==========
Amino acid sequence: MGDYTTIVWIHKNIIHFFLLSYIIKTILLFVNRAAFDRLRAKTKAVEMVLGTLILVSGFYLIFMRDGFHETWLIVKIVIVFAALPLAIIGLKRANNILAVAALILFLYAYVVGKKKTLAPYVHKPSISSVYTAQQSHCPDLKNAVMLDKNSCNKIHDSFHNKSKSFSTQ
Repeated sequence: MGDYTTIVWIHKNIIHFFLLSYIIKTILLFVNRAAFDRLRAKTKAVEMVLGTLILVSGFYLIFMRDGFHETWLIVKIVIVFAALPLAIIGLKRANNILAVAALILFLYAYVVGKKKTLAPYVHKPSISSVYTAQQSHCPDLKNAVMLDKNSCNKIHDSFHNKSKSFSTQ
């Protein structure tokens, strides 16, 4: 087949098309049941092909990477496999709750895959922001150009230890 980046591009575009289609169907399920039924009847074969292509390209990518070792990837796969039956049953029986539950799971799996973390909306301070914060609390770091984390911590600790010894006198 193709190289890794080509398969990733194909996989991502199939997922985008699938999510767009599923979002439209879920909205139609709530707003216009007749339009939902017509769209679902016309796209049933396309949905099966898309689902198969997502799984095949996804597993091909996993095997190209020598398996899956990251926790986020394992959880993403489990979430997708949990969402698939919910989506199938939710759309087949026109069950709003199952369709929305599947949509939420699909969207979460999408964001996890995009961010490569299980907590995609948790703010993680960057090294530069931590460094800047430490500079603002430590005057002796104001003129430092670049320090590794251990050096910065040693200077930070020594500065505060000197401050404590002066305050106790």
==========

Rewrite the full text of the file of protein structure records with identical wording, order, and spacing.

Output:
Amino acid sequence: MGDYTTIVWIHKNIIHFFLLSYIIKTILLFVNRAAFDRLRAKTKAVEMVLGTLILVSGFYLIFMRDGFHETWLIVKIVIVFAALPLAIIGLKRANNILAVAALILFLYAYVVGKKKTLAPYVHKPSISSVYTAQQSHCPDLKNAVMLDKNSCNKIHDSFHNKSKSFSTQ
Repeated sequence: MGDYTTIVWIHKNIIHFFLLSYIIKTILLFVNRAAFDRLRAKTKAVEMVLGTLILVSGFYLIFMRDGFHETWLIVKIVIVFAALPLAIIGLKRANNILAVAALILFLYAYVVGKKKTLAPYVHKPSISSVYTAQQSHCPDLKNAVMLDKNSCNKIHDSFHNKSKSFSTQ
């Protein structure tokens, strides 16, 4: 087949098309049941092909990477496999709750895959922001150009230890 980046591009575009289609169907399920039924009847074969292509390209990518070792990837796969039956049953029986539950799971799996973390909306301070914060609390770091984390911590600790010894006198 193709190289890794080509398969990733194909996989991502199939997922985008699938999510767009599923979002439209879920909205139609709530707003216009007749339009939902017509769209679902016309796209049933396309949905099966898309689902198969997502799984095949996804597993091909996993095997190209020598398996899956990251926790986020394992959880993403489990979430997708949990969402698939919910989506199938939710759309087949026109069950709003199952369709929305599947949509939420699909969207979460999408964001996890995009961010490569299980907590995609948790703010993680960057090294530069931590460094800047430490500079603002430590005057002796104001003129430092670049320090590794251990050096910065040693200077930070020594500065505060000197401050404590002066305050106790």